Greek nxo – sound, voice, rumor, echo, echo; Hxo – Ehu (name of a nymph)
According to the ancient mythological legends set forth by Ovid, Apuleius, Ausonius and other ancient authors, Echo is a nymph, the daughter of the river god Cephis and the nymph Lavrion; the cursed Hero (according to Roman mythology – Juno), E. could not speak first, and answered questions only by repeating the last words; rejected by Narcissus, she turned to stone. The term “E.” since ancient times denoted the effect of reflection of sound waves. If the reflection reaches the listener in less than 1/20 sec. after the main sound, it merges with it and enhances it, if after 1/20 sec. and more – it is perceived as a dep. echo and can significantly complicate the understanding of words, the perception of music. In the music productions that use the technique of E., as in natural E., the repetition of certain intonations and muses. phrases are given in a quieter sound, often separated by timbre-register means. The effect of E. is the strongest in cases where the wok. the music repeats the endings of constructions with the same last syllables of the text. Such E. from the 16th century. often used in Italian. madrigals, motets, cantatas, operas. At times, entire scenes were included in operas built on the repeated use of the E. effect (Purcell’s The Fairy Queen, Gluck’s Orpheus and Eurydice, R. Strauss’s Ariadne auf Naxos, and others). The effect of E. was also used in instr. music – in production. for keyboard instruments such as fantasy and variations, as well as in chamber and symphonic instruments. op. (A. Banchieri, “Fantasia in eco”, 1603; B. Marini, “Sonata in eco”, 1629; K. Stamitz, “Symphonie en echo”, 1721). Occasionally, J. S. Bach turned to the effect of E. (he called the last part of the h-moll overture in the 2nd book of the Clavier Exercises, BWV 831, “E.”). The effect of E. was also used by the Viennese classics (J. Haydn, “Echo” for 2 strings. trio, Hob. II, 39; W. A. Mozart, Nocturne for 4 orchestras, K.-V. 286). Designation “E.” when naming organ registers indicates the tenderness of their sound (in it. Zartflute organs, lit. – a gentle flute, often called simply “E.”; in French – Cornet d’echo).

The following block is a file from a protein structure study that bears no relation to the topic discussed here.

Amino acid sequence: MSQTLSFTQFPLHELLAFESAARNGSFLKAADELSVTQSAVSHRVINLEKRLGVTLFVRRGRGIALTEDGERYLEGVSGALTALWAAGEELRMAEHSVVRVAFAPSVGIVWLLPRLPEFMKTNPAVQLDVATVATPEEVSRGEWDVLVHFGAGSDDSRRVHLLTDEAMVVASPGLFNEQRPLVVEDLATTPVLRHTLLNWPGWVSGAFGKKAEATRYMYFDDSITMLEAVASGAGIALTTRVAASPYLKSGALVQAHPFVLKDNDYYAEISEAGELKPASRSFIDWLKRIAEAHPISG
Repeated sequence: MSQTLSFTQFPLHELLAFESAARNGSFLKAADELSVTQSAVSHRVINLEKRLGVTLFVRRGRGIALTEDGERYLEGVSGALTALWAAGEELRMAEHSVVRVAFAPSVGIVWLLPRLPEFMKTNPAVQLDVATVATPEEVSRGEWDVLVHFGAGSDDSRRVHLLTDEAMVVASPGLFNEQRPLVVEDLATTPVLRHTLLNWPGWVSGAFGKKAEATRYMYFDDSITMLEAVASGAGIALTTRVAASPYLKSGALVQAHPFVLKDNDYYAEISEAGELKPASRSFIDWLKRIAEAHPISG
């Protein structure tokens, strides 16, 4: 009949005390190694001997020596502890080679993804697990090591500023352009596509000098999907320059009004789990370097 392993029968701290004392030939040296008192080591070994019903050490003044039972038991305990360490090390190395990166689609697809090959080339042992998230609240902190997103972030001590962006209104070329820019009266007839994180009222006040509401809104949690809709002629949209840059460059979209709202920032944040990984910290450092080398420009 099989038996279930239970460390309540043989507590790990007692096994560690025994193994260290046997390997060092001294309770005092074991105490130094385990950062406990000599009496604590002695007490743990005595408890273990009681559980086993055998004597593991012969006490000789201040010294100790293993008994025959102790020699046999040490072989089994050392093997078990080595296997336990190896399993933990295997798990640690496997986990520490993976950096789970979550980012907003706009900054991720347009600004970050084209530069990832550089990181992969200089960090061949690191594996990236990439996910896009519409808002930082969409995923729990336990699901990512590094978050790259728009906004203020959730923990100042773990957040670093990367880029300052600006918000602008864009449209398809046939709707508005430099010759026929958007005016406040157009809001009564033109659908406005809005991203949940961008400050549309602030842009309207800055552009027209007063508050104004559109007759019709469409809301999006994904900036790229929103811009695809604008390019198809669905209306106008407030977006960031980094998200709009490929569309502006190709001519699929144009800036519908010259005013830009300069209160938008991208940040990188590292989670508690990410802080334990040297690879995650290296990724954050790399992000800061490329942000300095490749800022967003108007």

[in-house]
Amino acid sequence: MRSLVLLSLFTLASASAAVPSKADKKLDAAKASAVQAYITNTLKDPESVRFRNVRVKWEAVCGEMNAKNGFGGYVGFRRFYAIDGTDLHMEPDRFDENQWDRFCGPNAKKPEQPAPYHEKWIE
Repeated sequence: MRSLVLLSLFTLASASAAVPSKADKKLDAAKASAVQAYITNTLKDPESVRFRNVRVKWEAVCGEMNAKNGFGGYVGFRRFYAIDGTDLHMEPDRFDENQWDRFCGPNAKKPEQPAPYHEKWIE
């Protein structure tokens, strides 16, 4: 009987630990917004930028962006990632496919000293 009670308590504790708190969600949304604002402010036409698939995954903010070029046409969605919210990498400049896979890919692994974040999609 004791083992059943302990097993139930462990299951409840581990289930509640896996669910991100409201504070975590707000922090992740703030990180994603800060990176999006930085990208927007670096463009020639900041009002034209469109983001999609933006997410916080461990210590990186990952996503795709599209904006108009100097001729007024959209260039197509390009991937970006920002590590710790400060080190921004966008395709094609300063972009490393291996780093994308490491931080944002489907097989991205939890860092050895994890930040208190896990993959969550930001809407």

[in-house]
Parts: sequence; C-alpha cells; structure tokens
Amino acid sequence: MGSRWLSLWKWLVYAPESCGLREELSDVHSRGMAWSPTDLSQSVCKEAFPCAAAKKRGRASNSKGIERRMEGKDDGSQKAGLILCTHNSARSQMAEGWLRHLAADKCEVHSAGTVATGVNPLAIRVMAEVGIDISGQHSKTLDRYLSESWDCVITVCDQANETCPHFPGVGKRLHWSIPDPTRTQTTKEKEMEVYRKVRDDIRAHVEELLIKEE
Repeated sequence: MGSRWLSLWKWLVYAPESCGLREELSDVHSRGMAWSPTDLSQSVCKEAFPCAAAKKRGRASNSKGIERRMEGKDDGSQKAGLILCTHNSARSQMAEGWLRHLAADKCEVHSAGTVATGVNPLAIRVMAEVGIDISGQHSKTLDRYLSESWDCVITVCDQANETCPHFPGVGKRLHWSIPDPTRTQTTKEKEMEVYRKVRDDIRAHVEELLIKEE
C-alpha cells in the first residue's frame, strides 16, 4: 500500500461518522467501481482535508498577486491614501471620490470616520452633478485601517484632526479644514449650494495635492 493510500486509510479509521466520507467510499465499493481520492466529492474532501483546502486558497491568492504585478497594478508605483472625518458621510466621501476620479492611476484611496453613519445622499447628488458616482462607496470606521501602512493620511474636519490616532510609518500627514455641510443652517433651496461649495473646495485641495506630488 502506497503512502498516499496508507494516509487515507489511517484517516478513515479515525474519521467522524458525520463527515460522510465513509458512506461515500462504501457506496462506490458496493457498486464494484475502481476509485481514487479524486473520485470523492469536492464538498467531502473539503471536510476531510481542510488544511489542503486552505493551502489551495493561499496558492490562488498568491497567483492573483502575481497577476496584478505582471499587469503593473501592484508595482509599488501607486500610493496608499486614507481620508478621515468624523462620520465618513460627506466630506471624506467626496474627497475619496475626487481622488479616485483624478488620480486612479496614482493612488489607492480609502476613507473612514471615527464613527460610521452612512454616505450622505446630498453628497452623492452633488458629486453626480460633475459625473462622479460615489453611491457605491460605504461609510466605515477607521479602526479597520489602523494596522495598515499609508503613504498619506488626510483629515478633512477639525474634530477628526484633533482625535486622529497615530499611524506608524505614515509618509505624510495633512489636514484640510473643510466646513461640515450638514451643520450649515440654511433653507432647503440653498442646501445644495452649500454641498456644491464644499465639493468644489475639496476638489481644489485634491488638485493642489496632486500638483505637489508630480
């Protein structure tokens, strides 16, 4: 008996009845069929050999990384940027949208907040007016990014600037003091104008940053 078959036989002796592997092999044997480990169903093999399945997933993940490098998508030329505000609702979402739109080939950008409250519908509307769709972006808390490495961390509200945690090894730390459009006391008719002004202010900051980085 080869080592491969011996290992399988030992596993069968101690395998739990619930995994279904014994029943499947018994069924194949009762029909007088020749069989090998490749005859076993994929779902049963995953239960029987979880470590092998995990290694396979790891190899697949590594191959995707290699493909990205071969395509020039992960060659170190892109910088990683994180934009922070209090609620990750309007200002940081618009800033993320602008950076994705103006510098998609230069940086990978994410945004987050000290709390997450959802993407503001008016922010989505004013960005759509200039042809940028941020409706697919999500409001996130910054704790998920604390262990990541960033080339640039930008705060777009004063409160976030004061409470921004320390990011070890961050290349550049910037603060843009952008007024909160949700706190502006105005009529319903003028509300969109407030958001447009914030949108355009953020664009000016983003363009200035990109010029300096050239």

E. V. Gertzman